If you think IT decision-makers (ITDMs) are too busy/important/serious to use social media, then we have a surprise for you.
Recent IDG research shows that ITDMs are every bit as active in social channels as any other business professional. In fact, IDG’s 2018 Customer Engagement Research study found that 93% of ITDMs use social media channels for business purposes and two-thirds share or post content to social networks.
Perhaps even more surprising is that executive IT managers are more active in some social channels than their teams or LOB counterparts. For example, 42% of executive IT managers post content to LinkedIn, compared to 35% of IT managers and 37% of business managers.
LinkedIn is the most popular social network with this group, which isn’t surprising given LinkedIn’s status as the business social network of choice. What is surprising is the rapid ascendance of more consumer-focused platforms such as YouTube and Facebook. In fact, two thirds of ITDMs told us they use YouTube in 2018, up from 46% the previous year. Use of Facebook doubled in the same time to 52%, and Twitter saw a similar bounce.
Why the sudden surge in social network use? IDG’s Social Media Director, Ginevra Adamoli, has a simple explanation. “They’re representing the company and they want to be seen,” she says. “They want to be thought leaders.”
With digital transformation now a board-level issue in many organizations, IT executives have an unprecedented opportunity to demonstrate leadership and business results that drive organizational change and built positive sentiment for their organizations and themselves.
As social networks like LinkedIn have reached critical mass, they’ve become the fastest way for CIOs not only to promote their achievements but also to network with others for advice and career opportunities. The latter shouldn’t be under-estimated. ITDMs are “most actively engaged when they’re looking for jobs,” Adamoli says.
The growing popularity of social networks isn’t surprising in the context of broader business trends. CIO’s 2019 State of the CIO report found that CIOs are increasingly looking to develop their own leadership profiles, tune in to customer requirements and demonstrate mastery of digital technology.
Tim Grieveson, CIO/CISO, and Managing Director of CyberCiso Security Limited (an IT & Security Consulting firm), uses social media for just that. Tim says his social media strategy is to “raise awareness and establish myself and my company as a thought leader, to conduct research prior to meeting with a client, to build relationships, and to nurture those relationships after face-to-face meetings. As a busy CIO and CISO, social media allows me to connect, learn and extend my expertise globally.”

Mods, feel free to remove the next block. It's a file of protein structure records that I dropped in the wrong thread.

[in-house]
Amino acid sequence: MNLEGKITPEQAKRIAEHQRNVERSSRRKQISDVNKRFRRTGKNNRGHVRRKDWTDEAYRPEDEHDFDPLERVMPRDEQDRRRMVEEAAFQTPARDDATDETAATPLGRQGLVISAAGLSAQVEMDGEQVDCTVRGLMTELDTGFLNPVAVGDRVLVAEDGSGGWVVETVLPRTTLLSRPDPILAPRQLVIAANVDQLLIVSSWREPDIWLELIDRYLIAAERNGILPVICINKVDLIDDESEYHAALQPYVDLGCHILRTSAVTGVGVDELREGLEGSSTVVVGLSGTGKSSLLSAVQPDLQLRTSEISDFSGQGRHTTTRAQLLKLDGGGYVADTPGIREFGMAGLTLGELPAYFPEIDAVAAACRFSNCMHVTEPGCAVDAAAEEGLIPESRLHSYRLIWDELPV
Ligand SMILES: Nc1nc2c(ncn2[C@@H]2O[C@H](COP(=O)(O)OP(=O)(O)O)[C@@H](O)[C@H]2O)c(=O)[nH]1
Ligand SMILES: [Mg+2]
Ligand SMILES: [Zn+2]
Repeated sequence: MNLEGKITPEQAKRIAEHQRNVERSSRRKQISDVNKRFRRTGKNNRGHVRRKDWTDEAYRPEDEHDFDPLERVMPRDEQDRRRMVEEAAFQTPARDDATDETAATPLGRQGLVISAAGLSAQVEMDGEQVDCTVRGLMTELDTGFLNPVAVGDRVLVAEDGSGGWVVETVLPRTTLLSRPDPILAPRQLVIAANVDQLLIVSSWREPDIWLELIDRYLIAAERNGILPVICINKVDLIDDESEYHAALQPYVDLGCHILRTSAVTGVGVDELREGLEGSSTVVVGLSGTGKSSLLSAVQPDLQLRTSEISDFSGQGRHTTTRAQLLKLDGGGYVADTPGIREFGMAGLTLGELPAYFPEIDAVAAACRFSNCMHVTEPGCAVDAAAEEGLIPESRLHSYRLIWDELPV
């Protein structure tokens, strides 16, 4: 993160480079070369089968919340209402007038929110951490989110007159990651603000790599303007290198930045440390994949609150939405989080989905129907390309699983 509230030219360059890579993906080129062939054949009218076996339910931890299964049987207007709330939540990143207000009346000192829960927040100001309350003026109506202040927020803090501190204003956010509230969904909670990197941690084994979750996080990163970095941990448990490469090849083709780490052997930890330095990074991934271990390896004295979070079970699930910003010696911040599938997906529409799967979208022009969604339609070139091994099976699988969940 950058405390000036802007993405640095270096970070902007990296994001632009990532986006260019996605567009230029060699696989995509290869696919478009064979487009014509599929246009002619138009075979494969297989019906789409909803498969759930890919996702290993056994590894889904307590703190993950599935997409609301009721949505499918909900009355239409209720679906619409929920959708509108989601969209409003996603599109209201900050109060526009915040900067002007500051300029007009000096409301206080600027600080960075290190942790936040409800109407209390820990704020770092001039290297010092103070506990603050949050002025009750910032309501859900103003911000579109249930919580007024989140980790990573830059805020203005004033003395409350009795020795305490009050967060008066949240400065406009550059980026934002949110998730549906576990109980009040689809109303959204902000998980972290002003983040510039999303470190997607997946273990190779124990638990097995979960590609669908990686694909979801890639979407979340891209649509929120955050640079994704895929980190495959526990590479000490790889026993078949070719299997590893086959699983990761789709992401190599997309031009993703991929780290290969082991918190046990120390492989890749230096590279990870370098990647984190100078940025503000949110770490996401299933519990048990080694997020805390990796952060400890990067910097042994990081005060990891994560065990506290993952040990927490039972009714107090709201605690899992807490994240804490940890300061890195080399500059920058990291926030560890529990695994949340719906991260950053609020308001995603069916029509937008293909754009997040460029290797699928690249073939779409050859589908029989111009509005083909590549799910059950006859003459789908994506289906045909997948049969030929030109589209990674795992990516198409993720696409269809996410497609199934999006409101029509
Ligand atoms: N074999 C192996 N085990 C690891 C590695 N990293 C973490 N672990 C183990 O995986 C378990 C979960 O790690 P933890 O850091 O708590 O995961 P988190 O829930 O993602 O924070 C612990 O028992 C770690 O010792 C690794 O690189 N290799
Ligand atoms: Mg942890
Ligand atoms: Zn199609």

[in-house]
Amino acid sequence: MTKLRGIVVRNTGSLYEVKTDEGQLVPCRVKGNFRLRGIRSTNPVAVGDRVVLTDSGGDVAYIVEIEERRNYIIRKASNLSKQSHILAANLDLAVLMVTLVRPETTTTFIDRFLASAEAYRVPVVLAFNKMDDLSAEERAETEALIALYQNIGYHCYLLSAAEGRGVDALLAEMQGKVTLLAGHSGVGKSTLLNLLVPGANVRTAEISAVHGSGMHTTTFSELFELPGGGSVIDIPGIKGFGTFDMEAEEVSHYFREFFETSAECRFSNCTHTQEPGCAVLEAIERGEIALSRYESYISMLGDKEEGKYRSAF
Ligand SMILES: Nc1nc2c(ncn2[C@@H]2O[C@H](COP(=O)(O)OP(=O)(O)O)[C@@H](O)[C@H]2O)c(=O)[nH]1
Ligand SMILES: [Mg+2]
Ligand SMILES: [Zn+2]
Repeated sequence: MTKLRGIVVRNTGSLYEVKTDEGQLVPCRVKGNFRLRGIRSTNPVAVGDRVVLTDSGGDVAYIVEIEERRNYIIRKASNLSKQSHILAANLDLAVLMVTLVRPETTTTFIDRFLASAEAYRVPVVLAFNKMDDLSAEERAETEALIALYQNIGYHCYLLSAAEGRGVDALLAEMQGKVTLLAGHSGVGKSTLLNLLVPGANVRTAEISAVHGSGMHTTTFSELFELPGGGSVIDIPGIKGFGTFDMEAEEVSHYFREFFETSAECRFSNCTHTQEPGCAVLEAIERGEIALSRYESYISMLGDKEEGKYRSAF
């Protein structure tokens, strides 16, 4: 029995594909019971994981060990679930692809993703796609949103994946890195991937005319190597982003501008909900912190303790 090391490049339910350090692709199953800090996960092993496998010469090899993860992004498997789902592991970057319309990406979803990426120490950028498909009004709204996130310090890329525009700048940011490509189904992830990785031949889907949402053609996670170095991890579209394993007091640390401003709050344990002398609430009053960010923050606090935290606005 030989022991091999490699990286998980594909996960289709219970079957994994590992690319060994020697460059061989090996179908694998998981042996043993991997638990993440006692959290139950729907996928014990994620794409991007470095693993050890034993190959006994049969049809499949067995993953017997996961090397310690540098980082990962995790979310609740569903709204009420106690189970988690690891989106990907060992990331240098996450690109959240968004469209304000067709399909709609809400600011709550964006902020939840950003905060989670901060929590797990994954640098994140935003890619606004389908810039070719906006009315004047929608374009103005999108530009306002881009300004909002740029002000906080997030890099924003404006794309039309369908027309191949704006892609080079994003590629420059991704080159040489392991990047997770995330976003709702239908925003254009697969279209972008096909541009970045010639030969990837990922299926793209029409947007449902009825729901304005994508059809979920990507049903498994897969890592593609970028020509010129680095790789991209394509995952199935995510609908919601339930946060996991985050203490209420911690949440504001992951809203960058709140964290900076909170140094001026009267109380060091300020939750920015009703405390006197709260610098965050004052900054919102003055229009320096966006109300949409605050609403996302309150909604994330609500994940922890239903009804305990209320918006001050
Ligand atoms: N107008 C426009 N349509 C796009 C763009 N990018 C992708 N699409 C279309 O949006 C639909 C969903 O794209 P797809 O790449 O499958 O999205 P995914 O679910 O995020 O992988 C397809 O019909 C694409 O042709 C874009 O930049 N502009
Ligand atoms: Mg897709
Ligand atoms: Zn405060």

All of these goals are well served by active use of social channels. LinkedIn’s updates and publishing platform are a prime way for ITDMs to share their ideas and accomplishments without the delays of working through intermediaries. And as technology CEOs, industry analysts and leading publications grow their social network footprints, the platforms grow in value.
Fake news and questionable privacy practices by some social networks apparently haven’t dampened ITDMs’ enthusiasm. They’ve learned to filter the noise and put their faith in a few trusted sources. “We’ve seen that content that is most shared and engaged with comes from trusted publications,” says Adamoli.
For example, the weekly #IDGTechTalk Twitter chat often draws hundreds of comments about such topics as blockchain and digital transformation, with visitors sharing links to content that helps their peers study up on the topics in a hurry. “On these Twitter chats, ITDMs meet each other and become friends,” Adamoli says. “It’s become a community.”
Peter Salvitti, Chief Technologist at Boston College, engages on Twitter for a variety of reasons. He “primarily began using it simply as a way to keep up with developments in technology.” Over time, he says, “it has become one of the primary platforms of my PLN, using it to consume content and extend my reach online.”
The popularity of YouTube is growing value as a tool for demonstrations and quick explainers, as evidenced by the high ratio of ITDMs who consume video content relative to those who post it. Facebook’s two billion-plus members make it the go-to place for keeping up with friends and family and, at some level, “there isn’t much distinction between personal and business life,” Adamoli says. “There may be a perception that Facebook is shallow, but they do use it.”
The takeaway for IT marketers is that social media should be considered an effective means of getting a message in front of influential buyers. By aligning with brands that have already earned decision-makers’ trust, marketers can piggyback on the credibility others have established.
Key success factors include using strong visuals and keeping content short. “No one wants to read a 53-page white paper, especially on a mobile device,” Adamoli says. Visuals like animated GIFs and humorous allusions to pop-culture do particularly well. “Make it fun and flashy,” Adamoli advises.
Don’t make content overly technical. One of IDG’s most successful recent social memes was around the subject of women in technology. Topics related to culture and technology’s impact on society do particularly well. “Make it personal and appeal to emotions,” Adamoli notes. It turns out IT decision-makers are people, too.
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